The decision to make some investors (US retail investors) ineligible to participate in the current round of capital raising may backfire on Benitec (BNTC). The Australian stock market (ASX) has shown little appetite for the entitlements offer and ordinary shares can be picked up at half a cent (about 3%) less than the Offer price. Management has often said that the US is the prime capital market in the world, so why exclude a whole cohort of US investors if management is serious about raising more money?
All of the company directors will be taking up their share of the entitlements offer, which is a vote of confidence, but the broader biotech/pharma industry has yet to endorse the company’s pipeline. Even the Nant group, which took a 28% holding in the company, is reducing its exposure through the return of capital via milestone and royalty payments from a program that it linked to its investment in Benitec. The current lack of broad industry endorsement is both a threat and an opportunity. Effectively, anyone buying shares in the company is betting against the market. This can reap great rewards but, as we have seen in the past, it can also lead to losses.
Highbridge clearly sees an opportunity as it is taking 15.5M shares in a placement made to it by Benitec. This will raise a very modest US$2M, and, in view of the current lack of interest being shown on the ASX, a larger placement to Highbridge should be considered, if they are interested that is. A larger holding by Highbridge would help to off-set the inevitable rise in the size of Nant’s share of the company. At the end of the capital raising process, if the lack of ASX interest translates into limited shareholder participation, Nant will hold more than 30% (up to 35%) of the company.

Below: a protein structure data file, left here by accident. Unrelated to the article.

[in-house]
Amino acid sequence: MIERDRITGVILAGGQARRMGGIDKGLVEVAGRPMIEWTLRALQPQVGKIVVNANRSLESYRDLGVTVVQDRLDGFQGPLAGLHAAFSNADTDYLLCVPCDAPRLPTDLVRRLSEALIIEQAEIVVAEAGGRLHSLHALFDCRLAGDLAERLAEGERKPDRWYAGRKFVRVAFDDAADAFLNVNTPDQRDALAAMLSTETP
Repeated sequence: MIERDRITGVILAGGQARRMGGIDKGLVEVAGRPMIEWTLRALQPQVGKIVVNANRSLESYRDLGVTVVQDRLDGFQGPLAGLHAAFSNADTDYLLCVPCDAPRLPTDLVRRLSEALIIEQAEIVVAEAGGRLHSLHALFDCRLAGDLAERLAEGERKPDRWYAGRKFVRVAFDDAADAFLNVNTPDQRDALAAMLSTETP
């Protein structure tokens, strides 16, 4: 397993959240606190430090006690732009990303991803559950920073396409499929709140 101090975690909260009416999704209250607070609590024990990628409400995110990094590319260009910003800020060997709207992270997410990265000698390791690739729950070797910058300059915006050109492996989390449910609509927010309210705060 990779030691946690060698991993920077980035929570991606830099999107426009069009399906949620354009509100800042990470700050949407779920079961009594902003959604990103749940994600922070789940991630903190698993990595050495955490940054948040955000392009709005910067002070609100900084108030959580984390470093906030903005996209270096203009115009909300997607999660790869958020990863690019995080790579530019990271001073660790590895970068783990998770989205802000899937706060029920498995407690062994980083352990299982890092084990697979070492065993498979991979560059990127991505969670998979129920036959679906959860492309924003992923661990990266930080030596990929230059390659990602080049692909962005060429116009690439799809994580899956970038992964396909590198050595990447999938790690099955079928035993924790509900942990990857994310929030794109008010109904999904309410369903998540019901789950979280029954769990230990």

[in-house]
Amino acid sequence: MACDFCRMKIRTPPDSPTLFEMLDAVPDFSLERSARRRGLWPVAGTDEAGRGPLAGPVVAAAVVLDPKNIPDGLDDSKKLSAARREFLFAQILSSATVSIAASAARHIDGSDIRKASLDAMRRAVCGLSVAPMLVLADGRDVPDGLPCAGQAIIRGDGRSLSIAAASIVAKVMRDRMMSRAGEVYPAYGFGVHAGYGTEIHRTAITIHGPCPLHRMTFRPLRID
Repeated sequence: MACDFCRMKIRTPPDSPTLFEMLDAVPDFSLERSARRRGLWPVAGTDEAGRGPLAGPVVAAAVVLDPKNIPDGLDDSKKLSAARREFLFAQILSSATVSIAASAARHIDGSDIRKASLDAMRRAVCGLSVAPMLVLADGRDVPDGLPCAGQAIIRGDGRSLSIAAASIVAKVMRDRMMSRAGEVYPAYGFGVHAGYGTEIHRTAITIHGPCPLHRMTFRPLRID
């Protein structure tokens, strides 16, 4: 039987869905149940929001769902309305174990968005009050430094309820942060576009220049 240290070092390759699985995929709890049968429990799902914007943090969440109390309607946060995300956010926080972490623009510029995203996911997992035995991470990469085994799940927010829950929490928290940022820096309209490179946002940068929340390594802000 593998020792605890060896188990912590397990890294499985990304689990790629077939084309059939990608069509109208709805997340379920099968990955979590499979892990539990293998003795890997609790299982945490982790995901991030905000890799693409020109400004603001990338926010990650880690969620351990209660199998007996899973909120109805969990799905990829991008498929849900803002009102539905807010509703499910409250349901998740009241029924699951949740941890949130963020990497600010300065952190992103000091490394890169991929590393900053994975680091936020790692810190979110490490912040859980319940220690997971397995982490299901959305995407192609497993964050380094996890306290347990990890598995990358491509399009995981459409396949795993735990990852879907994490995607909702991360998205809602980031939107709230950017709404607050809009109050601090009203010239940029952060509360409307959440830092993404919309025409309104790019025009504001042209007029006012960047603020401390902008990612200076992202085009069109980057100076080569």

This is where excluding investors that live in the US may backfire. Control of the company will likely fall dangerously close being in the hands of Nant as the US retail investor ownership percentage is diluted through this Entitlements Offer. Nant’s dominance in the share registry could prove to be a roadblock to non-dilutive capital flowing into the company from other potential partners. I am not saying that this will happen but it is a real possibility and one which could limit and slow share price growth. If Nant did take control of the company, it is possible that assets could be transferred out of Benitec and into a Nant group company. This would severely disadvantage existing Benitec shareholders.
Benitec has been to the market for capital many times in the past and has always managed to stay afloat. This time is different because Benitec has never before had a major shareholder with Nant’s interests and capabilities. In the past, investors only needed to consider if the technology would deliver results. Today, investors still need to consider the technology but they also need to consider if benefits of a successful technology will be transported to a Johnny-come-lately investor, leaving retail and long-term holders short-changed!
Disclosure: I am/we are long BNTC.
Additional disclosure: This article is not intended to be investment advice. Readers should do their own due diligence. All information is provided in good faith and relies on external sources.